The Senate on Tuesday advanced a bipartisan gun and school safety bill in response to the Uvalde school shooting, The New York Times reports.
The bill advanced in a 64-34 procedural vote with 14 Republicans, including Minority Leader Mitch McConnell, voting in favor of the legislation.
The bill was largely negotiated by a bipartisan team including Texas Republican John Cornyn, North Carolina Republican Thom Tillis, Connecticut Democrat Chris Murphy, and Arizona Sen. Kyrsten Sinema and endorsed by a larger bipartisan group of 20 senators.
Other Republicans not involved in the negotiations, including McConnell, Iowa Sen. Joni Ernst, and Alaska Sen. Lisa Murkowski also voted in favor of advancing the bill.
“This bipartisan gun safety legislation is progress and will save lives,” said Senate Majority Leader Chuck Schumer. “While it is not everything we want, this legislation is urgently needed.”
What’s in the bill:
The 80-page bill, titled the Bipartisan Safer Communities Act, will provide funding to states for red-flag programs, which allow authorities to seize weapons from people deemed dangerous.
The bill also closes the so-called boyfriend loophole, extending a ban on guns by married people convicted of domestic violence to romantic partners.
The bill also allows authorities to review juvenile and mental health records of gun buyers under 21 as part of background checks.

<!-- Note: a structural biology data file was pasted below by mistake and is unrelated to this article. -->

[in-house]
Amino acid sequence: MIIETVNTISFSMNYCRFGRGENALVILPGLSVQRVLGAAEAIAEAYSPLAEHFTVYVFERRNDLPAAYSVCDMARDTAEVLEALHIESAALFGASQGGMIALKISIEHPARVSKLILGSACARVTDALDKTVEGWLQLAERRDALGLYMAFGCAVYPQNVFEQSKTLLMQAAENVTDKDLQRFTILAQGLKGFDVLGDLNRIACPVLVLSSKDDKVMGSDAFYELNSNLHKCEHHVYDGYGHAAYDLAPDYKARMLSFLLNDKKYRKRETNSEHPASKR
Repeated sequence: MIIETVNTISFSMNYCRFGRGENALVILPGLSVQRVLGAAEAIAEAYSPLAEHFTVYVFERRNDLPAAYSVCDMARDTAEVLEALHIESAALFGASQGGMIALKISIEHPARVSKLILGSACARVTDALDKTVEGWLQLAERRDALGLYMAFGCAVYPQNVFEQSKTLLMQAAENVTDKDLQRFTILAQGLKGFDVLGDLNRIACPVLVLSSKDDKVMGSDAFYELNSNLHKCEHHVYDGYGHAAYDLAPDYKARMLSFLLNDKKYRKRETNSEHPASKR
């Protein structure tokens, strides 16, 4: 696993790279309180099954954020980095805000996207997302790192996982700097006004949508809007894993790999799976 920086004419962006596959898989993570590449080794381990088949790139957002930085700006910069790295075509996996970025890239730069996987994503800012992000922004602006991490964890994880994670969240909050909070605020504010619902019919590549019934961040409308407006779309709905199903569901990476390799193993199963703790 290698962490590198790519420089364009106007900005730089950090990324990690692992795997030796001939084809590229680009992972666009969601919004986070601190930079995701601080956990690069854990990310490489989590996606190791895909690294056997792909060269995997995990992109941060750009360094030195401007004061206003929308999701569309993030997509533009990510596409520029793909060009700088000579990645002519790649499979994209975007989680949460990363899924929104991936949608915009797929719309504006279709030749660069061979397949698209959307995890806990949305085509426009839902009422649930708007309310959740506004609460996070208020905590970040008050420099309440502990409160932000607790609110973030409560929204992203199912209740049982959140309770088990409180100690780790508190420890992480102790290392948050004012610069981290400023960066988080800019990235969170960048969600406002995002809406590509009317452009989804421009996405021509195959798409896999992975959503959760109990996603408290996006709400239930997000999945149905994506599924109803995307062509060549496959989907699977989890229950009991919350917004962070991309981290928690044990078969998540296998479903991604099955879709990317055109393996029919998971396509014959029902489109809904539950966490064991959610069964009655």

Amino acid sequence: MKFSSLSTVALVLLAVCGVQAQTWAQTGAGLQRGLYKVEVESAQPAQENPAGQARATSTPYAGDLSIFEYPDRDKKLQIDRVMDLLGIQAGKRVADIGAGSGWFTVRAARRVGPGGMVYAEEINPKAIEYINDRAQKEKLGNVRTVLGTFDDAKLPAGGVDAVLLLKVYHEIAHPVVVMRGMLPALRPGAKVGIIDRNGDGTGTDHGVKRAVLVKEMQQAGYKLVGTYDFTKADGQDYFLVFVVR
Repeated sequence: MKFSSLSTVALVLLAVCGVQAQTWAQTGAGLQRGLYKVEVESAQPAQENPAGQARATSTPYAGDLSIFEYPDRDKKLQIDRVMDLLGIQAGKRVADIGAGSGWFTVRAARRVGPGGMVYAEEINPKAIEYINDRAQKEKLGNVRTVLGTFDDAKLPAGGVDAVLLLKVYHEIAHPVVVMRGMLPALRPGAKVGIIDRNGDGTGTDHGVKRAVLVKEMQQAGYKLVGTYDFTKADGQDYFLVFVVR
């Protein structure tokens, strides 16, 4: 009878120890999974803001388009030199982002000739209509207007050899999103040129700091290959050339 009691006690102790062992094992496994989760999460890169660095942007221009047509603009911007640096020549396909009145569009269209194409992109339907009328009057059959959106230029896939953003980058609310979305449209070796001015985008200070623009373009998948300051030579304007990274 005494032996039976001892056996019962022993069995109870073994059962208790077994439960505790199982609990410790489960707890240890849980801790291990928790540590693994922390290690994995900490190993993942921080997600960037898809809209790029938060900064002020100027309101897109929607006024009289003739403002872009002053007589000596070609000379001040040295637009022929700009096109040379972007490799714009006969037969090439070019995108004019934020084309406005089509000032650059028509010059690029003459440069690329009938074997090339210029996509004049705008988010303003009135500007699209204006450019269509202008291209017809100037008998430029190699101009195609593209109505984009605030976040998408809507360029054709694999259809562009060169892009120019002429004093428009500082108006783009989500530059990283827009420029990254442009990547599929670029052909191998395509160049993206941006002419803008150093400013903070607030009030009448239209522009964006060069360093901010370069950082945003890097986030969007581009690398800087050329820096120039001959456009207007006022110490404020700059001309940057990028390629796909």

Along with gun-related measures, the bill will provide millions to expand mental health resources and school safety measures.
Gun safety groups praise:
Organizations backing gun safety legislation acknowledged that the bill does not go far enough for them but said they would support the compromise bill.
“When school children, churchgoers and grocery store shoppers are being gunned down, the perfect cannot be the enemy of the good,” Derrick Johnson, president of the N.A.A.C.P., said in a statement.
“This bipartisan legislation meets the most important test: it will save lives,” John Feinblatt, the president of Everytown for Gun Safety, said in a statement. “We now move one big step closer to breaking the 26-year logjam that has blocked congressional action to protect Americans from gun violence.”